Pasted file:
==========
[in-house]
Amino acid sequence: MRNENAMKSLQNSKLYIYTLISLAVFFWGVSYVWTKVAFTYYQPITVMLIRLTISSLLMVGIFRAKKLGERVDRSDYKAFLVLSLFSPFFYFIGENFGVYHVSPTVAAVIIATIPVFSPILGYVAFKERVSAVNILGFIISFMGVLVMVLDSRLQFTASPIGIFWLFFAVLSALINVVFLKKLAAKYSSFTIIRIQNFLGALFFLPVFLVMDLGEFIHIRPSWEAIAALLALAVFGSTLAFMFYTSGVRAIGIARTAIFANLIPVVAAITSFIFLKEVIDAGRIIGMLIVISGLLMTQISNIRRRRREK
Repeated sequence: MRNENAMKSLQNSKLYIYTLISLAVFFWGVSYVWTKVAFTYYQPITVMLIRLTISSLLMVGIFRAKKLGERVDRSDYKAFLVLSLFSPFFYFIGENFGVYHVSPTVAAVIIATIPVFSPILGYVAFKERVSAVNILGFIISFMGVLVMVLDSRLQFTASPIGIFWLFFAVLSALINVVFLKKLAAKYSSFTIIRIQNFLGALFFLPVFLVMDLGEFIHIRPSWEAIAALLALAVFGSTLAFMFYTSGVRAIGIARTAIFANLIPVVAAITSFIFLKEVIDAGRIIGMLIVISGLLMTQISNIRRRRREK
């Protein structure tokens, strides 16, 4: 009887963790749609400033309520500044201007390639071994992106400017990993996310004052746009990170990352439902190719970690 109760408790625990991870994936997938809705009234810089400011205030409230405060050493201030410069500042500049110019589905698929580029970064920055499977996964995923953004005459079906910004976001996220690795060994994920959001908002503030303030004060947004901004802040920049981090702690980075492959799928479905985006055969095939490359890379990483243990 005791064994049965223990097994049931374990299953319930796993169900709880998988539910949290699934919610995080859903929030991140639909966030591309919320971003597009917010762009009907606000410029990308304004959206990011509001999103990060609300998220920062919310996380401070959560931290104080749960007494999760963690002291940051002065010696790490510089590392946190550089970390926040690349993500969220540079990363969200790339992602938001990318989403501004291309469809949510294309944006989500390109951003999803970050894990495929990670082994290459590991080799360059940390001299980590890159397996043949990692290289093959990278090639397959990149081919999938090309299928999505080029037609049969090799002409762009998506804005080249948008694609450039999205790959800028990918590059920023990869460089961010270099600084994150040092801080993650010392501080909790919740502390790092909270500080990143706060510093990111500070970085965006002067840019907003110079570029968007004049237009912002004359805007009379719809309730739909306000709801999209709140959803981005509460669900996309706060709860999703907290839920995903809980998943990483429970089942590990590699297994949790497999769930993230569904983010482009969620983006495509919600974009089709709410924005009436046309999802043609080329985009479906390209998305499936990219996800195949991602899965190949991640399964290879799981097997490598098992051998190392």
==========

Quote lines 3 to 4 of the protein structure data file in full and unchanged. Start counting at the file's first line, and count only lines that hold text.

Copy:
Repeated sequence: MRNENAMKSLQNSKLYIYTLISLAVFFWGVSYVWTKVAFTYYQPITVMLIRLTISSLLMVGIFRAKKLGERVDRSDYKAFLVLSLFSPFFYFIGENFGVYHVSPTVAAVIIATIPVFSPILGYVAFKERVSAVNILGFIISFMGVLVMVLDSRLQFTASPIGIFWLFFAVLSALINVVFLKKLAAKYSSFTIIRIQNFLGALFFLPVFLVMDLGEFIHIRPSWEAIAALLALAVFGSTLAFMFYTSGVRAIGIARTAIFANLIPVVAAITSFIFLKEVIDAGRIIGMLIVISGLLMTQISNIRRRRREK
């Protein structure tokens, strides 16, 4: 009887963790749609400033309520500044201007390639071994992106400017990993996310004052746009990170990352439902190719970690 109760408790625990991870994936997938809705009234810089400011205030409230405060050493201030410069500042500049110019589905698929580029970064920055499977996964995923953004005459079906910004976001996220690795060994994920959001908002503030303030004060947004901004802040920049981090702690980075492959799928479905985006055969095939490359890379990483243990 005791064994049965223990097994049931374990299953319930796993169900709880998988539910949290699934919610995080859903929030991140639909966030591309919320971003597009917010762009009907606000410029990308304004959206990011509001999103990060609300998220920062919310996380401070959560931290104080749960007494999760963690002291940051002065010696790490510089590392946190550089970390926040690349993500969220540079990363969200790339992602938001990318989403501004291309469809949510294309944006989500390109951003999803970050894990495929990670082994290459590991080799360059940390001299980590890159397996043949990692290289093959990278090639397959990149081919999938090309299928999505080029037609049969090799002409762009998506804005080249948008694609450039999205790959800028990918590059920023990869460089961010270099600084994150040092801080993650010392501080909790919740502390790092909270500080990143706060510093990111500070970085965006002067840019907003110079570029968007004049237009912002004359805007009379719809309730739909306000709801999209709140959803981005509460669900996309706060709860999703907290839920995903809980998943990483429970089942590990590699297994949790497999769930993230569904983010482009969620983006495509919600974009089709709410924005009436046309999802043609080329985009479906390209998305499936990219996800195949991602899965190949991640399964290879799981097997490598098992051998190392």